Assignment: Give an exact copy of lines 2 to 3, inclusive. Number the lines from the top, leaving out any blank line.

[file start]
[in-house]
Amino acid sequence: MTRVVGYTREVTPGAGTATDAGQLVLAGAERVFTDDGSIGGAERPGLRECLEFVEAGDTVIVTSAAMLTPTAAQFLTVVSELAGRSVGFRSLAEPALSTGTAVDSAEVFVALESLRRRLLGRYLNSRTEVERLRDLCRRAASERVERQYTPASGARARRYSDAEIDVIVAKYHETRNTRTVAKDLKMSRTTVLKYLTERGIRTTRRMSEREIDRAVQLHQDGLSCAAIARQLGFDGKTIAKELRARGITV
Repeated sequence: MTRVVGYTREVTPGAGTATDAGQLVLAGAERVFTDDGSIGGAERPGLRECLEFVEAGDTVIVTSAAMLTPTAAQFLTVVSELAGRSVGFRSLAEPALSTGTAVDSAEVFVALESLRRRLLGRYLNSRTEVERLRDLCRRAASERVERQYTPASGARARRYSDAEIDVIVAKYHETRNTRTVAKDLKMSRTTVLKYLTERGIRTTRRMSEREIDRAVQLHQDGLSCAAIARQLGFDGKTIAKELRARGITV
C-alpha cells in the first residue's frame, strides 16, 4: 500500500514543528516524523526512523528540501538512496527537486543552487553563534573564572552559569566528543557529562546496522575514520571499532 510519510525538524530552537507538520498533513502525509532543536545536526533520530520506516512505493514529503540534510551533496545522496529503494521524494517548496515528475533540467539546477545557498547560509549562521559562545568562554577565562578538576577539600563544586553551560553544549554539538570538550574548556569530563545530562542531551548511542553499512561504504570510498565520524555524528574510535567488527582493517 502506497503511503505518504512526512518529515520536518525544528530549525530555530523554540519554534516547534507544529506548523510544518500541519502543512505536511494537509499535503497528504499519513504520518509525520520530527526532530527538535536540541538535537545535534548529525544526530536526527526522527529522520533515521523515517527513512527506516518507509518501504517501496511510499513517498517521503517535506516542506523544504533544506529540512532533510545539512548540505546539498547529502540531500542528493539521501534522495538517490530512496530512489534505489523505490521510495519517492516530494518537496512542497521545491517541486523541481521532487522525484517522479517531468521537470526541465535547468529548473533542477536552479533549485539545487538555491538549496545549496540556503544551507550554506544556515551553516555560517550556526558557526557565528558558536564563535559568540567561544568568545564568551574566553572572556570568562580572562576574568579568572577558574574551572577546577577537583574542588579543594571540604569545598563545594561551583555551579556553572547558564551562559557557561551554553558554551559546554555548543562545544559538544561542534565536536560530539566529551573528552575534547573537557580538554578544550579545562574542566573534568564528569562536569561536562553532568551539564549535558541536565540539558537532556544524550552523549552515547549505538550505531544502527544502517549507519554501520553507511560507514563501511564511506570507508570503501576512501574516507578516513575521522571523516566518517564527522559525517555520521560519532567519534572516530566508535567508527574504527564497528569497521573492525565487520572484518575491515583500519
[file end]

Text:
Amino acid sequence: MTRVVGYTREVTPGAGTATDAGQLVLAGAERVFTDDGSIGGAERPGLRECLEFVEAGDTVIVTSAAMLTPTAAQFLTVVSELAGRSVGFRSLAEPALSTGTAVDSAEVFVALESLRRRLLGRYLNSRTEVERLRDLCRRAASERVERQYTPASGARARRYSDAEIDVIVAKYHETRNTRTVAKDLKMSRTTVLKYLTERGIRTTRRMSEREIDRAVQLHQDGLSCAAIARQLGFDGKTIAKELRARGITV
Repeated sequence: MTRVVGYTREVTPGAGTATDAGQLVLAGAERVFTDDGSIGGAERPGLRECLEFVEAGDTVIVTSAAMLTPTAAQFLTVVSELAGRSVGFRSLAEPALSTGTAVDSAEVFVALESLRRRLLGRYLNSRTEVERLRDLCRRAASERVERQYTPASGARARRYSDAEIDVIVAKYHETRNTRTVAKDLKMSRTTVLKYLTERGIRTTRRMSEREIDRAVQLHQDGLSCAAIARQLGFDGKTIAKELRARGITV